Finally on top of Afadjato that was around 9pm, taking a rest in the Agomatsa range, comforted by other mountains with rock layers and thick forest, characterized by peace and serenity. A more refreshing climate depicting how far we were into the troposphere. There were enough smiles to go around, laughter finally.

The biggest surprise of the climb is when you get around this bend in the trail which zig-zags around the mountain-side and see for the first time not forest and trail as usual but a piece of sky high above you. Then you sip water as David is doing. Then you will know that you have made it at last.

This feeling of total excitement fills you before you even see the signage saying: “wow, you have made it. You are on top of the highest point in Ghana. Enjoy the panoramic view”.  It is at this point that you get the feeling that you really want to ‘dash up’ the last ten meters to flop down on the rocks at the summit of Afadjato.

We descended the Afadjato Mountain to climb to the next mountain called Mount Abuadu. In fact it was such a great adventure during the nights from Afadjato to Abuadu. 

Upon reaching the Peak of Abuadu Mountain, we realized that trekking and mountain climbing with other teams provided a sense of satisfaction that we won’t get anywhere else.it actually created more time for bonding with ourselves and also other team members from other companies.

Finally, we descended down from Mountain Abuadu back to where we started.  Unbeknownst to us, the hardest part of this challenge was actually descending the mountain. 

Finally, as we struggled our way back, the Chiefs and people of Gbledi and Liati made it even more glamorous. We arrived to drumming and dancing, rich cultural display and probably a way of taking our minds off the over 2,904 feet of mountain and forest we just arrived from. The men thumped the drums with their might and the ladies sang cheerfully as some wiggled and moved gloriously to the borborbor rhythms.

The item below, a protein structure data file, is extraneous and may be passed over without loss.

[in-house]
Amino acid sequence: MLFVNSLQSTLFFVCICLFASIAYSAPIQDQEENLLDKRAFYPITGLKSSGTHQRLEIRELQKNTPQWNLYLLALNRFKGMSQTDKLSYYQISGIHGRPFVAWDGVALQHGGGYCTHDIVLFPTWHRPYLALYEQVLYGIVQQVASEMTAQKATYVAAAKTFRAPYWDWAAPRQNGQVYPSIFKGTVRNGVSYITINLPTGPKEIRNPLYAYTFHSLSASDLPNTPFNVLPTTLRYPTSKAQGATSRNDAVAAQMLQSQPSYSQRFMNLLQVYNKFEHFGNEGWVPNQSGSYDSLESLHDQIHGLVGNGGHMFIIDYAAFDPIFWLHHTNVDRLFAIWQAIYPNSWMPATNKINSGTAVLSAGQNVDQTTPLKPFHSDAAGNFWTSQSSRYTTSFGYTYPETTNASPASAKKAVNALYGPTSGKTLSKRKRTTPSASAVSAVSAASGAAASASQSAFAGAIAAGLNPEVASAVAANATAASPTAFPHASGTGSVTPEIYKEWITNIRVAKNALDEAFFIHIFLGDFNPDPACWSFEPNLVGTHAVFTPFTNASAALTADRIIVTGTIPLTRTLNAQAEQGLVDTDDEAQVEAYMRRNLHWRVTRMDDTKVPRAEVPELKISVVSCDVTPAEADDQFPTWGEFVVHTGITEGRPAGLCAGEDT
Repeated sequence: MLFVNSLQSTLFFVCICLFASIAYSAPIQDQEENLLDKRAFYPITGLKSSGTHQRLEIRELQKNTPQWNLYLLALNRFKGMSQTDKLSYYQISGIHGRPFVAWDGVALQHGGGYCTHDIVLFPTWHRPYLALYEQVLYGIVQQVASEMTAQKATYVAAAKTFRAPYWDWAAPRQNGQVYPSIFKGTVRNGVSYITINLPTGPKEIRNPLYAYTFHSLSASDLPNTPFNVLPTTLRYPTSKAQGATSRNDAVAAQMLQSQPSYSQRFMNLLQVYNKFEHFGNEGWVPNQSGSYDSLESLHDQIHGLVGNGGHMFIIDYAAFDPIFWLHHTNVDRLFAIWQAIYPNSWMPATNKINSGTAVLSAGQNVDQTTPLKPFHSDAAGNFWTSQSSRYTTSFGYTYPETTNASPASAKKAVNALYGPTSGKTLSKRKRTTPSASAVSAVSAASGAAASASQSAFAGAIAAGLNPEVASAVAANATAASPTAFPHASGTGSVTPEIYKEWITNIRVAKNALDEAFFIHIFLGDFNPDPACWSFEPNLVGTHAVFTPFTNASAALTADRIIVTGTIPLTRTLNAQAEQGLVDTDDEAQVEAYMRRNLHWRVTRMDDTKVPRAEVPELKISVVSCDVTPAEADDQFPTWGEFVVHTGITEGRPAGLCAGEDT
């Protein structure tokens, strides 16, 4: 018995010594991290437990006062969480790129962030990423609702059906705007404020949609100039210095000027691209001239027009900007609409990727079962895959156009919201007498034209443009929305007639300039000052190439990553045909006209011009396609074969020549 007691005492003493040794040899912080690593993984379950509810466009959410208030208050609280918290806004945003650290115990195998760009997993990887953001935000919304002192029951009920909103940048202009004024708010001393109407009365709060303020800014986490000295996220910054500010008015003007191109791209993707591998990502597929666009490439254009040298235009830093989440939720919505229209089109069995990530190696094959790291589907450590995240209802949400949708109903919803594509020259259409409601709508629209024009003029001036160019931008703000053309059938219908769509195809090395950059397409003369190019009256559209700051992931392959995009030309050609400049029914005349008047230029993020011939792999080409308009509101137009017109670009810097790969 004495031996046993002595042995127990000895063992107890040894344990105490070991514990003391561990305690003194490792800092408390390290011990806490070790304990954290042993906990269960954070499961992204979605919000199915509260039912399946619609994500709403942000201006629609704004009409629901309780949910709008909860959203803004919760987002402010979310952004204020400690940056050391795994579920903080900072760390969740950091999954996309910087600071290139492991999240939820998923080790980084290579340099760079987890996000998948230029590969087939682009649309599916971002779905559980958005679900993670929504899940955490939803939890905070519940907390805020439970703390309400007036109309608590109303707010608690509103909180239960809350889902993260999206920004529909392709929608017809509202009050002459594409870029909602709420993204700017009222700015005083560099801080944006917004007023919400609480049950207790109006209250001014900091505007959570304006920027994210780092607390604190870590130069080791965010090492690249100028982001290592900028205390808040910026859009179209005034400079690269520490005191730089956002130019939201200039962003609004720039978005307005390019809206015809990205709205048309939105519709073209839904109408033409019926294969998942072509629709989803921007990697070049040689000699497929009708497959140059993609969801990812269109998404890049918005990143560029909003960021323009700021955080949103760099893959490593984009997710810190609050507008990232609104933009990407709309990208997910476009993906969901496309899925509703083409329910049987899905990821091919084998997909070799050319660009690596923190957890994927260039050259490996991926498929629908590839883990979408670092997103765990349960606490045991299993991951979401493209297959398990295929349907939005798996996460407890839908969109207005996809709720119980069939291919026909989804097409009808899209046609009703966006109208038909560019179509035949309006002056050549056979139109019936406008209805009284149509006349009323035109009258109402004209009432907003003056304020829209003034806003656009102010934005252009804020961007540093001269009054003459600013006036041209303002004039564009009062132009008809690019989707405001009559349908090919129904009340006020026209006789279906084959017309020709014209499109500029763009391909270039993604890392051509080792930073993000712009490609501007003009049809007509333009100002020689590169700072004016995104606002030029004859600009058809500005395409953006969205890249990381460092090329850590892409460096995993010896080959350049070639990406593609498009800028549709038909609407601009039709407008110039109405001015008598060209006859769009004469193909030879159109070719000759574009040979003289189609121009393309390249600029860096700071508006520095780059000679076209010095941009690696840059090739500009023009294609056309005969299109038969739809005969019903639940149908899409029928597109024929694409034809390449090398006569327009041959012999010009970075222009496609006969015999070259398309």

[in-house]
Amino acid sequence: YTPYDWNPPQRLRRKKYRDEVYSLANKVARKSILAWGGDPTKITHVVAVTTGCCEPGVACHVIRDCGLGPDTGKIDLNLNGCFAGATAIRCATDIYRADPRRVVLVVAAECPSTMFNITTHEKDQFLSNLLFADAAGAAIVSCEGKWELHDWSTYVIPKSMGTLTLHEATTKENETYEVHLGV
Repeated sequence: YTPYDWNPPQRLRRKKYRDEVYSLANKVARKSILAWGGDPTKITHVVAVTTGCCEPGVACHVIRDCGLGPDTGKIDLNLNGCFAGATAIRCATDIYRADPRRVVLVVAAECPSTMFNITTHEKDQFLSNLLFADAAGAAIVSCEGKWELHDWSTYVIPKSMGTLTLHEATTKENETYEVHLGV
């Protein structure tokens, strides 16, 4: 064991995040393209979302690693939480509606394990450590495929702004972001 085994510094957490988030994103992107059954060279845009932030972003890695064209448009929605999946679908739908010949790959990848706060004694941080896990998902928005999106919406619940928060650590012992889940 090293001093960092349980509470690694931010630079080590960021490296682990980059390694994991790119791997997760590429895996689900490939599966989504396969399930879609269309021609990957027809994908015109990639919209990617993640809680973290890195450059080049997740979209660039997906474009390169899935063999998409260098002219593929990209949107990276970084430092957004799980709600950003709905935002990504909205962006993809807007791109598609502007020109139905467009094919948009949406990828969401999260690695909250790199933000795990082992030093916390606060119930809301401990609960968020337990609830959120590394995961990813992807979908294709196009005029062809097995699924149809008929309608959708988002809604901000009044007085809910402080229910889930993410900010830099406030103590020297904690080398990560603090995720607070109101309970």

We couldn’t help but admire our rich Ghanaian culture, our music and our dances. We are a very rich nation. The chief and the PRO of the Afadjato tourism project gave us some insight into the name of the mountain and the natives of the villages surrounding it.

Though the challenge expectations were more basic which made us appreciate the simple things in life, accepted different kinds of people and the ability to adjust and get along. It was actually a perfect time for introspection and reflection of yourself.

We bid the Gbledi village farewell and continued our trip to where the third mountain (Mount Dzebobo) was located.

We drove in a in the nights for almost about 5 hours before getting to the next mountain location. Had a brief meeting with the organizers, took our breakfast and headed to the village called Shaire. After making steady climbs and running over flowing river, we made to the shaire village where our next climb was actually supposed to have started. 

Shaire is a village situated a few kilometers east of Nkwanta. This village is the paramount seat of the Akyode people and is affectionately called the “hanging village” as a result of its architectural design. 

The houses are virtually built into the mountain making them look as though they are hanging. 

The houses are built in a sort of layers. It is worth noting that Shiare could only be reached on footbecause of the mountainous nature of the village.

Unfortunately, this was where our challenge ended. There was a miscommunication between the organizers and the Shaire village people and unfortunately we all had to return back. 

They sorted out the differences but the teams were very exhausted and had return back. 

We had our supper together with all other team members from other companies and journeyed our way back home (Accra) safely.

Definitely one of D&B Ghana most adventurous successful team building trips ever. 

Gabriel Ofori Yeboah

Data Management & Reporting Manager

Dun & Bradstreet Credit Bureau Ltd.

Office line:  (+233)(54) 4343201

Email:         OforiG@dnbghana.com   

Website:     www.dnbghana.com